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The Way of the Exile

The Way of the Exile

See how the experience of Daniel and his friends in Babylonian exile offers wisdom for navigating this tension. Following Jesus in the 21st century means learning the way of the exile.

The Way of the Exile

How do we navigate this world as exiles?

One of the most difficult issues facing Christians of any culture or time is how to support, resist, or participate in the governing power structures of their day. Should followers of Jesus endorse any political movement that is or isn’t religious? What are the dangers of joining our allegiance to Jesus with loyalty to any nation or government? Religion and politics are highly-charged topics in most cultures, and many of us wonder if the Bible has any wisdom to offer as we navigate this tension.

It turns out that the Bible has immense resources for God’s people on this topic.

But it comes in the form of a narrative, not a series of direct commands. The Bible tells the story of God’s purpose to rule the world through his image-bearing creatures. The picture of humanity’s «home” is a garden-mountain-temple in Eden, where we steward God’s world and further its beauty in harmonious partnership with our Creator. And this all sounds awesome until the humans rebel and create kingdoms that elevate their own wisdom and values that demand total allegiance. In the Bible, the key image that symbolizes human autonomy and rebellion is the city of Babylon introduced in Genesis 11.

For the rest of the biblical story, the image of humanity trapped in Babylonian exile becomes a dominant theme. Abraham and his family are called out of this region to journey to the new promised land, but his later descendants end up back in Babylonian exile after a long history of rebellion. And there in Babylon, we find many books of the Bible focusing on the paradoxical situation of God’s people.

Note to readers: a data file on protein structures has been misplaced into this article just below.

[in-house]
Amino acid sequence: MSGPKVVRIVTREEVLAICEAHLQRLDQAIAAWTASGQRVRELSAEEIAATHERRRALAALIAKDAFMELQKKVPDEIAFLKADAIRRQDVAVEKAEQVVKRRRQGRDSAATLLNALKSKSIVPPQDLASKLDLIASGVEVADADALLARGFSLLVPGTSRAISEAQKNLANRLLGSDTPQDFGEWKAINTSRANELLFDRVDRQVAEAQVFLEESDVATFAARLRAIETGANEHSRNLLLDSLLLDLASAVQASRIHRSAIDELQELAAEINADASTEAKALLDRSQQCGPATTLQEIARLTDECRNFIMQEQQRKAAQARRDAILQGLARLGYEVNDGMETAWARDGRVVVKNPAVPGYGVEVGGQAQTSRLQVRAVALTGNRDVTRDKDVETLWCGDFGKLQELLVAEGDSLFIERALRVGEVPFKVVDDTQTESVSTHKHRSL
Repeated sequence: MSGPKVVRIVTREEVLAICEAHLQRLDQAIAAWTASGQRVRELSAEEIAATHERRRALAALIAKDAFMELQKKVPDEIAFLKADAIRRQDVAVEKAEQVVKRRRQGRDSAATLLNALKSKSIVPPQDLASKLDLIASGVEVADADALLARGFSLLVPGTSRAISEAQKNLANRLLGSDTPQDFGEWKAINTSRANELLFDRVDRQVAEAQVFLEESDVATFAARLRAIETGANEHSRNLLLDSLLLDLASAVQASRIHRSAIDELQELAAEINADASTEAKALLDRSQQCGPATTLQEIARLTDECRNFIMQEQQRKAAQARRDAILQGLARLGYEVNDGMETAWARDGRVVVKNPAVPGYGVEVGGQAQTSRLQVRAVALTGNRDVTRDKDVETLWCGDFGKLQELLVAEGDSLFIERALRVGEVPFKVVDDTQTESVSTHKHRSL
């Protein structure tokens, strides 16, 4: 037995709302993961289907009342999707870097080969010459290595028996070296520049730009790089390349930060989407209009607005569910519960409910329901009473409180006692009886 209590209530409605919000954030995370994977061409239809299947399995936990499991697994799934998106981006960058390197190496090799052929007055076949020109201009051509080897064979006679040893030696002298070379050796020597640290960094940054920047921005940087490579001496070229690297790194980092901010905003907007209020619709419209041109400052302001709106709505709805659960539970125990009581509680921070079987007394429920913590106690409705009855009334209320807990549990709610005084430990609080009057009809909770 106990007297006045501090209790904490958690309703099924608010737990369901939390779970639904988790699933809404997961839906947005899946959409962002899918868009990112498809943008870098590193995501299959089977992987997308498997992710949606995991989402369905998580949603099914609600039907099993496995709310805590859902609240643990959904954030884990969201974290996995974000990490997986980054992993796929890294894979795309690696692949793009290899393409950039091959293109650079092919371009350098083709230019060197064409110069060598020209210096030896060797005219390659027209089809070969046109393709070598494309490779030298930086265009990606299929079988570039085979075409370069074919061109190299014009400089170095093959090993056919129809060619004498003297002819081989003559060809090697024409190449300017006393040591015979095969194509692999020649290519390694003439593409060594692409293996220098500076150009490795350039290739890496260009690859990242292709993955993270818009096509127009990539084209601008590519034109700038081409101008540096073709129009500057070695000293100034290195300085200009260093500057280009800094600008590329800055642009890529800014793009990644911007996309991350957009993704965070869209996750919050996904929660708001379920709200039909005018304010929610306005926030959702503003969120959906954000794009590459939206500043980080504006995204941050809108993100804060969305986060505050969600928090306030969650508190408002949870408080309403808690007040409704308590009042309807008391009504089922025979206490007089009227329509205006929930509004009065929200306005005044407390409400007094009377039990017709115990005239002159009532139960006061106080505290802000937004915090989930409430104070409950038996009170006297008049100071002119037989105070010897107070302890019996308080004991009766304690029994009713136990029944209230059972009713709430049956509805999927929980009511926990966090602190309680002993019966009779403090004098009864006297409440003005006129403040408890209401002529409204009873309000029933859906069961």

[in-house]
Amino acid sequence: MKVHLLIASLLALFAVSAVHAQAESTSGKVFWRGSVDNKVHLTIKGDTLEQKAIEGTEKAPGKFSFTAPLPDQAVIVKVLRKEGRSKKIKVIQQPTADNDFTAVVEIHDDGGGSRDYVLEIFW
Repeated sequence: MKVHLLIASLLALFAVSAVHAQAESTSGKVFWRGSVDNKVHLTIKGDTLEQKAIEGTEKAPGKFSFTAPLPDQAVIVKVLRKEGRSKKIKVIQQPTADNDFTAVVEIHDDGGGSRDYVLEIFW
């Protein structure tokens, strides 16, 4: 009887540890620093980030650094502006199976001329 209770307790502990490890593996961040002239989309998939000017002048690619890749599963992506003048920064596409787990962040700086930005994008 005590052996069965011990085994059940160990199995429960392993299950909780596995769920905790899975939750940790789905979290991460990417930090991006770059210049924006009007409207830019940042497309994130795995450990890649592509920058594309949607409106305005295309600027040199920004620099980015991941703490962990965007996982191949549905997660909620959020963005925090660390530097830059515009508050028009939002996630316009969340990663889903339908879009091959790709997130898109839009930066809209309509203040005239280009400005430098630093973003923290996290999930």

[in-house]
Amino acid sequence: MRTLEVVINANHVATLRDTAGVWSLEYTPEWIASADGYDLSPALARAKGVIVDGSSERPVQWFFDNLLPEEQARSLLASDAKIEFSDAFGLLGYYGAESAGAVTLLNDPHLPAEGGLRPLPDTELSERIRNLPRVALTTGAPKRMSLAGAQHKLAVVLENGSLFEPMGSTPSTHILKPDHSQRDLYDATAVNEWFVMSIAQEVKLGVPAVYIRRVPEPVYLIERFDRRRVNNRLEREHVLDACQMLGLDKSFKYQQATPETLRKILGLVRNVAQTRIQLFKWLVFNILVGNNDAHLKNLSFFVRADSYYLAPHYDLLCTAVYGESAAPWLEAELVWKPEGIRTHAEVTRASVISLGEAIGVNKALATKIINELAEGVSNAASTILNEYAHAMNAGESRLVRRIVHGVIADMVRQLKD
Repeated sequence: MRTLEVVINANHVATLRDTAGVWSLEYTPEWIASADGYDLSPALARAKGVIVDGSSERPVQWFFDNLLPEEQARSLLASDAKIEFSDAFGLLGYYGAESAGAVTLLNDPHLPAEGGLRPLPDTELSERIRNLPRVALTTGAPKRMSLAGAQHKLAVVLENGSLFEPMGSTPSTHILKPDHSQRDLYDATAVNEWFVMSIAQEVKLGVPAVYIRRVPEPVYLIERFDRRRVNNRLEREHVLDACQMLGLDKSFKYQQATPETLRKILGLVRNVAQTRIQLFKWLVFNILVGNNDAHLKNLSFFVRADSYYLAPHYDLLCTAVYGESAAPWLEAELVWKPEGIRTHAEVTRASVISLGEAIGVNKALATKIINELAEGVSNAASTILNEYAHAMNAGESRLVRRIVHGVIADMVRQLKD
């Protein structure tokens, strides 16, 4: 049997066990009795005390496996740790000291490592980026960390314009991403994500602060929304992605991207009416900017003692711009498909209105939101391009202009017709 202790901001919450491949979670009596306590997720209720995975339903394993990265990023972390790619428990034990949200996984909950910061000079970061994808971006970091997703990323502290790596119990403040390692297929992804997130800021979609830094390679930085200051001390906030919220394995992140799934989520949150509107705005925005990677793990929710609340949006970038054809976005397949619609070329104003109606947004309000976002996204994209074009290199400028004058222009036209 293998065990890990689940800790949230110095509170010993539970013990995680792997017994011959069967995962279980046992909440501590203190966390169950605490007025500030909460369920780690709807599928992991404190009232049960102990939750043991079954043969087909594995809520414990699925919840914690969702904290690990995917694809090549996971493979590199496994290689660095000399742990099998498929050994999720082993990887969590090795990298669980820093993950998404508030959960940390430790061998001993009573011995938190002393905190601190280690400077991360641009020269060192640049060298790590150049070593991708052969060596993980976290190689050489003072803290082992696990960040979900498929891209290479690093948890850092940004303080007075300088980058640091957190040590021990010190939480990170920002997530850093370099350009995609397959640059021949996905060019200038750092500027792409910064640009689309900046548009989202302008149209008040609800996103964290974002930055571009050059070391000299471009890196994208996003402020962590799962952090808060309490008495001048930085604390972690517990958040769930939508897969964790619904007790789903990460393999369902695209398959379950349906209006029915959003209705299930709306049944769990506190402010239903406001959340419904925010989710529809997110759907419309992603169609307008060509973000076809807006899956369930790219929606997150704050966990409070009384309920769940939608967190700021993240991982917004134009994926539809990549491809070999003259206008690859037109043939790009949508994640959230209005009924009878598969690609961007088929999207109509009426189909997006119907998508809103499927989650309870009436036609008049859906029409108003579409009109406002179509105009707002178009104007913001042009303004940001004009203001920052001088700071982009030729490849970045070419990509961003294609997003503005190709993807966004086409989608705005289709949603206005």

Resistance vs. Submission

Should they withdraw and cloister in a holy-huddle, or should they participate in Babylon’s culture to become God’s agents of blessing? The books of Jeremiah and Daniel offer a surprising perspective by telling us stories of Israelites who were both loyal and subversive to Babylon. They offered their best efforts to seek the well-being of Babylon, while also critiquing and resisting its idolatry of power.

Jesus calls us to respond in kind.

When we turn to the New Testament, we find Jesus adopting this same posture and mindset toward the power structures of Rome and Israel in his own day, and he taught his disciples to do the same. This is why Peter in his first letter calls followers of Jesus “foreigners and exiles,” and says that the “church is in Babylon” (1 Peter 1:1). And when he talks about how Christians should relate to the governing powers of their day, he describes a way of life that is similar to the stories of Daniel and Jesus (1 Peter 2:13-25).